On this day in 1896, the Vitascope Hall opened in New Orleans. This was the first for-profit movie theater in the United States and would also serve as a stage to show films shot in France and England. The theater hosted a group of people whose lives have gone on to shape history as we know it today. The Vitascope Hall has names like Thomas Edison, the Mayo brothers, and even William Randolph Hearst. The movie theater was a great success initially and showed off many of the new-fangled movies from Europe. That said, it was also a great success in its closing days. Most of the European films did not impact American audiences much, so business dropped off quickly.
Facts about 26,1896- Vitascope Hall
- Brothers Robert and Jules Mayo built the theater, and in 1896, they became the very first to use the Vitascope, a film projector that could project moving pictures onto a stage.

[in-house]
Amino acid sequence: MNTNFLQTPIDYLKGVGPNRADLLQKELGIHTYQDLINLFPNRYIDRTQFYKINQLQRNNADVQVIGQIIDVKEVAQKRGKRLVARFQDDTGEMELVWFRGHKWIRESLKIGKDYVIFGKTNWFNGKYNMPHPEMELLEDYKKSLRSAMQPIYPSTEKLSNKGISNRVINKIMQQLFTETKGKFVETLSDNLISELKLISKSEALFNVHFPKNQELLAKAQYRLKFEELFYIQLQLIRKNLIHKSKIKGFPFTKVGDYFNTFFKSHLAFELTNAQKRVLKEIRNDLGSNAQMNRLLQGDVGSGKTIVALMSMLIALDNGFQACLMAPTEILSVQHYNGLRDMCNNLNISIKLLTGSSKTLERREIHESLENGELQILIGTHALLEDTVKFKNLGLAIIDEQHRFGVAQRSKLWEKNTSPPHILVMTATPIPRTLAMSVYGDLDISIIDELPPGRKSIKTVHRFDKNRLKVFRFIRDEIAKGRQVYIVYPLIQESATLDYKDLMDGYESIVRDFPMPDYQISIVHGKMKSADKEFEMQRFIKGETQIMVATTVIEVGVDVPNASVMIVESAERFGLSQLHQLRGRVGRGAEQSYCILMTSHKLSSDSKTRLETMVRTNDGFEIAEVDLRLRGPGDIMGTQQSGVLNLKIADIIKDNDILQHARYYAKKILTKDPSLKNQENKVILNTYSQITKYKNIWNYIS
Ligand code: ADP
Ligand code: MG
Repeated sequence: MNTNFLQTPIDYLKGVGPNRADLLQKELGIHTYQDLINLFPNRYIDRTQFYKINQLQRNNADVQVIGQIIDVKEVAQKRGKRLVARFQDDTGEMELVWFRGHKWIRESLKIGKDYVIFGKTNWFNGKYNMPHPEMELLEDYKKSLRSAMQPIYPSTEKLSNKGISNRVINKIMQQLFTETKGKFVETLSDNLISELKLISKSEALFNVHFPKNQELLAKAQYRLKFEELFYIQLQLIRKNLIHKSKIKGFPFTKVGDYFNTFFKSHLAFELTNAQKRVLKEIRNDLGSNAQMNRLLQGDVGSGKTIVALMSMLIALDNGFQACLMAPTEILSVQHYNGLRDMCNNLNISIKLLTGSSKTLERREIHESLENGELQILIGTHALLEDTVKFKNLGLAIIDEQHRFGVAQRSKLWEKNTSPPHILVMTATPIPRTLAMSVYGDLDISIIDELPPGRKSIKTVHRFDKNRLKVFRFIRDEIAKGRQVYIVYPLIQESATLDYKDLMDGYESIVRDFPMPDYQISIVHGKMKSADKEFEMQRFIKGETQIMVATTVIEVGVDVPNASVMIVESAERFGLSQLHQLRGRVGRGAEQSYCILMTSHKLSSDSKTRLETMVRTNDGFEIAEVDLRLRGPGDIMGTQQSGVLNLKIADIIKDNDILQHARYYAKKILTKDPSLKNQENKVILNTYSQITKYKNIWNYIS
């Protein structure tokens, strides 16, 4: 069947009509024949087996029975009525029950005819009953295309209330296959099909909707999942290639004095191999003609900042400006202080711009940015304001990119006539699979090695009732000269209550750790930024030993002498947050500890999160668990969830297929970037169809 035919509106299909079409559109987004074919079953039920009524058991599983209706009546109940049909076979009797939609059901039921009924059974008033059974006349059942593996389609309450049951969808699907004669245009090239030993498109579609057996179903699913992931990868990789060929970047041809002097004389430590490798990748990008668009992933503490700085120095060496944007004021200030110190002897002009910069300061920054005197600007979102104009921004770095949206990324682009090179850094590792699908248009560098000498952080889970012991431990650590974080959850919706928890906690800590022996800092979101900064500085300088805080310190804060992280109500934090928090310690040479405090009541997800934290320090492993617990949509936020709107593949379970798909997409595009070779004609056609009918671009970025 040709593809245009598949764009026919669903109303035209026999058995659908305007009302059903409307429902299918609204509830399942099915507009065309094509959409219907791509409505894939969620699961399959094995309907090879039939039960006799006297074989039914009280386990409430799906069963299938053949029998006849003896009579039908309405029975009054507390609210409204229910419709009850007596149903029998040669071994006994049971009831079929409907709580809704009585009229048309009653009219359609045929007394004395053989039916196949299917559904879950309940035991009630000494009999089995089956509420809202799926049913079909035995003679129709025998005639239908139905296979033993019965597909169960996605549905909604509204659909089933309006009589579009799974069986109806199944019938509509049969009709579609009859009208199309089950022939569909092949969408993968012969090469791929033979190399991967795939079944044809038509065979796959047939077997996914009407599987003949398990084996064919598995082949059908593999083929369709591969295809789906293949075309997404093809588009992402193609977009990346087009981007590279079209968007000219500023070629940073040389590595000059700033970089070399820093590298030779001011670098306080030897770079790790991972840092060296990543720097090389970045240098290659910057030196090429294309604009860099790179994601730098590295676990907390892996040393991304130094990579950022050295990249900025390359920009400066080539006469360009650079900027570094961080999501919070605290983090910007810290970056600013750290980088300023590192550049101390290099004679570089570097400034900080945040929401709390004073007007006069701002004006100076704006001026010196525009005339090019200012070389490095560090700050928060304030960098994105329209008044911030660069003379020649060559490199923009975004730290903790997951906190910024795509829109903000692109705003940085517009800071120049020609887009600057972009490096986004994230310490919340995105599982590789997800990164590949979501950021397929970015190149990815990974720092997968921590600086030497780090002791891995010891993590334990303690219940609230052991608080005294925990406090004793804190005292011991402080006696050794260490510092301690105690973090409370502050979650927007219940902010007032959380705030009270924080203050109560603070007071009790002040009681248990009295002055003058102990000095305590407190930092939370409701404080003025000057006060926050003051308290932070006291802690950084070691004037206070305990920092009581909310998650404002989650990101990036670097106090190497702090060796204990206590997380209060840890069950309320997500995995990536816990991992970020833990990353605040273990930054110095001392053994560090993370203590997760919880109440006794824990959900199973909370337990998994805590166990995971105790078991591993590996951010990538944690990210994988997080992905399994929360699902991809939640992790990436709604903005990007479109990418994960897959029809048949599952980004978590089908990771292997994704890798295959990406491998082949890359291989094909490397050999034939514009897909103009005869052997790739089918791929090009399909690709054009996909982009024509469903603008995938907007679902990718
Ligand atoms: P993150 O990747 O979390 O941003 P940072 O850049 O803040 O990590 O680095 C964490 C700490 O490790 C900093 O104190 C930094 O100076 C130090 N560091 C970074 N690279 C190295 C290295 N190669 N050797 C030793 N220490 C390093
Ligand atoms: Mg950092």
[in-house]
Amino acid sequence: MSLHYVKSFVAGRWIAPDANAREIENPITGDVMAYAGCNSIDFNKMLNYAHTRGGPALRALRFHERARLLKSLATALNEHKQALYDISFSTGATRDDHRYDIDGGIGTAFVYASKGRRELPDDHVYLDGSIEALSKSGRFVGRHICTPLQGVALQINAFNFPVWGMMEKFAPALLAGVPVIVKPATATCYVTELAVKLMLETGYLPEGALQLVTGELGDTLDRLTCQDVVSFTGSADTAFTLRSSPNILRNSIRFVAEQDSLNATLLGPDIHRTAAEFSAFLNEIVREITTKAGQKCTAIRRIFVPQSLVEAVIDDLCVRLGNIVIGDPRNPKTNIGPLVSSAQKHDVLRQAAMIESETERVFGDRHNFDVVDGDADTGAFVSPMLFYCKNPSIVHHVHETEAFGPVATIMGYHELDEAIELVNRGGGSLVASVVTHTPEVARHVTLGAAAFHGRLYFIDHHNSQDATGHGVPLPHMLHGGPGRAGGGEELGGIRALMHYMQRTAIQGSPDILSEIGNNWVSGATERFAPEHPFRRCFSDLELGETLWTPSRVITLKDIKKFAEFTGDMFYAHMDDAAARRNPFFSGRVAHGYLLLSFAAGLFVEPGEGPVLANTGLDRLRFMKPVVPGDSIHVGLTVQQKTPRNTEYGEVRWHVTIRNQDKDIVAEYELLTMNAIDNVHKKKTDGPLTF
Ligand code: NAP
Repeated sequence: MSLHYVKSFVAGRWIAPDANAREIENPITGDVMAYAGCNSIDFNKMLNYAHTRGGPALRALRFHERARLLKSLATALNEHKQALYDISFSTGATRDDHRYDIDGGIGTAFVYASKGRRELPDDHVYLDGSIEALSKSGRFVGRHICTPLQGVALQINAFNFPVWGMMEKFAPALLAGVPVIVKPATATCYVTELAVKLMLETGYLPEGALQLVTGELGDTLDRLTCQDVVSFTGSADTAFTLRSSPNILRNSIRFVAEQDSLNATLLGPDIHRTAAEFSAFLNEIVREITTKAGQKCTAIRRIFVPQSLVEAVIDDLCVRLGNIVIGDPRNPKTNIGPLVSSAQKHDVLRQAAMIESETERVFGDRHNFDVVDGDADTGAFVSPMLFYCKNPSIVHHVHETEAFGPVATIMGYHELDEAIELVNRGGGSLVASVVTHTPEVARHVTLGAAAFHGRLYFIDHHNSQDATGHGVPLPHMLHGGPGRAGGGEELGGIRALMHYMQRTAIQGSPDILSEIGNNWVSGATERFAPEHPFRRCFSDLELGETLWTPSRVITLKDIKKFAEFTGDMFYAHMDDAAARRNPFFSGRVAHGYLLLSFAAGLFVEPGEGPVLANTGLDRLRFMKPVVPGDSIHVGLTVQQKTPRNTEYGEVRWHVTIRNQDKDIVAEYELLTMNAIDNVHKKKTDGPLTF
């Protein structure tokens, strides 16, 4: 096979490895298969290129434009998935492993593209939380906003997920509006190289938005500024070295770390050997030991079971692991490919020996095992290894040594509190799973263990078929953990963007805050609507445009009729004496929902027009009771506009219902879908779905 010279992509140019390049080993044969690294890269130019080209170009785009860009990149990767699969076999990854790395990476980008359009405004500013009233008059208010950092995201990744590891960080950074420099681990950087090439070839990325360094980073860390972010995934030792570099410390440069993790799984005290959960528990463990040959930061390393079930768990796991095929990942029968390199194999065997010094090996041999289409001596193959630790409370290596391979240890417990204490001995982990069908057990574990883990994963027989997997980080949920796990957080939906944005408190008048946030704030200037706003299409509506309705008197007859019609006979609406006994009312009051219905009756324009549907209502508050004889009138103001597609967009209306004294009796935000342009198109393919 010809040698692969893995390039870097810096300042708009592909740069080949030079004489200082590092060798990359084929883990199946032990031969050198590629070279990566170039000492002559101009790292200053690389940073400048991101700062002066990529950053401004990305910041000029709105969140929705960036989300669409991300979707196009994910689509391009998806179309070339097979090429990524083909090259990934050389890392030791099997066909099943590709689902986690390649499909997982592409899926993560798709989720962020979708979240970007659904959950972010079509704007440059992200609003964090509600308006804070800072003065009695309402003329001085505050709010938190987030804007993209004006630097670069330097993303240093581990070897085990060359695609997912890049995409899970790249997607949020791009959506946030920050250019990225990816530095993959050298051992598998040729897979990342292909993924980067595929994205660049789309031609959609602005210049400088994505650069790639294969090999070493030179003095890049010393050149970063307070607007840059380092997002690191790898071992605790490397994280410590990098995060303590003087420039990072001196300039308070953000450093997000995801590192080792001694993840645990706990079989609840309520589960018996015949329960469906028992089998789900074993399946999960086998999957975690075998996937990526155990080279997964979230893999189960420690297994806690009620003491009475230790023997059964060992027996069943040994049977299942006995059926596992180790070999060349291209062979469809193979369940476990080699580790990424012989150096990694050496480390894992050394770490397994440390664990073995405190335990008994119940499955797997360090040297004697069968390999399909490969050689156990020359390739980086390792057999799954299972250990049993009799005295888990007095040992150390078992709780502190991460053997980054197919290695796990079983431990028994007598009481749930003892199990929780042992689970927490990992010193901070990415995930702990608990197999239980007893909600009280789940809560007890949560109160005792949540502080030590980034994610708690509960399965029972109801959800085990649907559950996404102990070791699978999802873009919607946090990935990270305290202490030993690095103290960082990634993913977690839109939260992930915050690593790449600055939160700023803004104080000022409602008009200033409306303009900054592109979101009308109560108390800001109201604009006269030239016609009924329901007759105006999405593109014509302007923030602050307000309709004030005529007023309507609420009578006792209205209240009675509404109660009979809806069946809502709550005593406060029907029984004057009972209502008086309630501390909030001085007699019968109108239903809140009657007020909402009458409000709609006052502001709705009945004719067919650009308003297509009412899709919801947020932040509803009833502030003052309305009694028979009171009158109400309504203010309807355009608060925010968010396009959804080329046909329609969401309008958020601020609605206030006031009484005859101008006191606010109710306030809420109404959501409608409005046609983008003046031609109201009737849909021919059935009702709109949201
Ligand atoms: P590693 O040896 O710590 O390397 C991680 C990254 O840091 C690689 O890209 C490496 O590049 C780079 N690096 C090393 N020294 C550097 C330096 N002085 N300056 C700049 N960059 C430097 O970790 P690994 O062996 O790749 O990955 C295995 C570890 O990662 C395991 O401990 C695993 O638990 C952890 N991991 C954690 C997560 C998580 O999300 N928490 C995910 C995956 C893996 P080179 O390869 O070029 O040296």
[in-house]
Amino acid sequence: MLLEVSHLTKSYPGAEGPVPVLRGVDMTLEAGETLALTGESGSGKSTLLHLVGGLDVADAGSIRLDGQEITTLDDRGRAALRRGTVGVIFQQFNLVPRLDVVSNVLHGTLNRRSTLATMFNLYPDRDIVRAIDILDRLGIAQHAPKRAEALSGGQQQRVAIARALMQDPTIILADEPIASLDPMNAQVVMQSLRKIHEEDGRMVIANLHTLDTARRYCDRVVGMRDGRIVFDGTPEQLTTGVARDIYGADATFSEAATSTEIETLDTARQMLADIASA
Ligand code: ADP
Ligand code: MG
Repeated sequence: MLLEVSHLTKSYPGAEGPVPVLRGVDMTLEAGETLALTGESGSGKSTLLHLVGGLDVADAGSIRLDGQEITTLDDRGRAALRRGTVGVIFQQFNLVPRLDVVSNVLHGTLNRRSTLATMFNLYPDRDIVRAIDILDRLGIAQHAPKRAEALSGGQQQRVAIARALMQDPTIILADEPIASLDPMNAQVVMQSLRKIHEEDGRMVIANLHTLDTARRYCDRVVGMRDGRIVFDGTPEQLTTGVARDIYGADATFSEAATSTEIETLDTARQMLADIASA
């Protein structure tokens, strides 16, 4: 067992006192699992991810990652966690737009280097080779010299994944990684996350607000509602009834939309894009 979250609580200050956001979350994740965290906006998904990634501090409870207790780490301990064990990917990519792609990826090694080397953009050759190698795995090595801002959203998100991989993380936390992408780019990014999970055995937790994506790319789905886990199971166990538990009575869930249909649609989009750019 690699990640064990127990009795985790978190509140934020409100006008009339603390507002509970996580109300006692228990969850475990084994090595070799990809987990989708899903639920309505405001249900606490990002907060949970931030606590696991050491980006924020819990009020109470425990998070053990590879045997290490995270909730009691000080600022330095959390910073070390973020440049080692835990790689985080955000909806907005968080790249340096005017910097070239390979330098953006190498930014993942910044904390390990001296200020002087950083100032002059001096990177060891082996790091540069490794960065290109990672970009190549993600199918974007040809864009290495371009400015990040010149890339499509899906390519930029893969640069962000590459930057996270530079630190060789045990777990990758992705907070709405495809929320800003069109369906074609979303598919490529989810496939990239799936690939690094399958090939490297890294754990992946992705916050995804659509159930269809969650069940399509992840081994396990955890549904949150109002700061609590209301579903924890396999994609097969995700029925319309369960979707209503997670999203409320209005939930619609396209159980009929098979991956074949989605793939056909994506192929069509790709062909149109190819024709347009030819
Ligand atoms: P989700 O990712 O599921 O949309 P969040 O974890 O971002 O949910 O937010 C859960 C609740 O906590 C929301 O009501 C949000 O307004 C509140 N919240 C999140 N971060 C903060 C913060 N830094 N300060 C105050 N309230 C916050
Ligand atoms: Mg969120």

- A “Vitascope Hall” was located on Lyon Street near St. Charles Avenue in New Orleans. The theater opened its doors to the public on July 26, 1896.
- Most of the movies shot in Europe did not impact American audiences much, so business dropped off pretty quickly. Many people had been to the Vitascope Hall at least once.
- One of New Orleans’s most notorious characters owned the theater, Auguste Joseph Deyss.
- Deyss performed circus tricks, worked as a bouncer, and served as a road agent for gambling hells and brothels around New Orleans.
- A second Vitascope Hall was opened for business at 1048 Canal Street in New Orleans sometime between November 15 and December 16, 1901. The building burned down on December 31, 1903.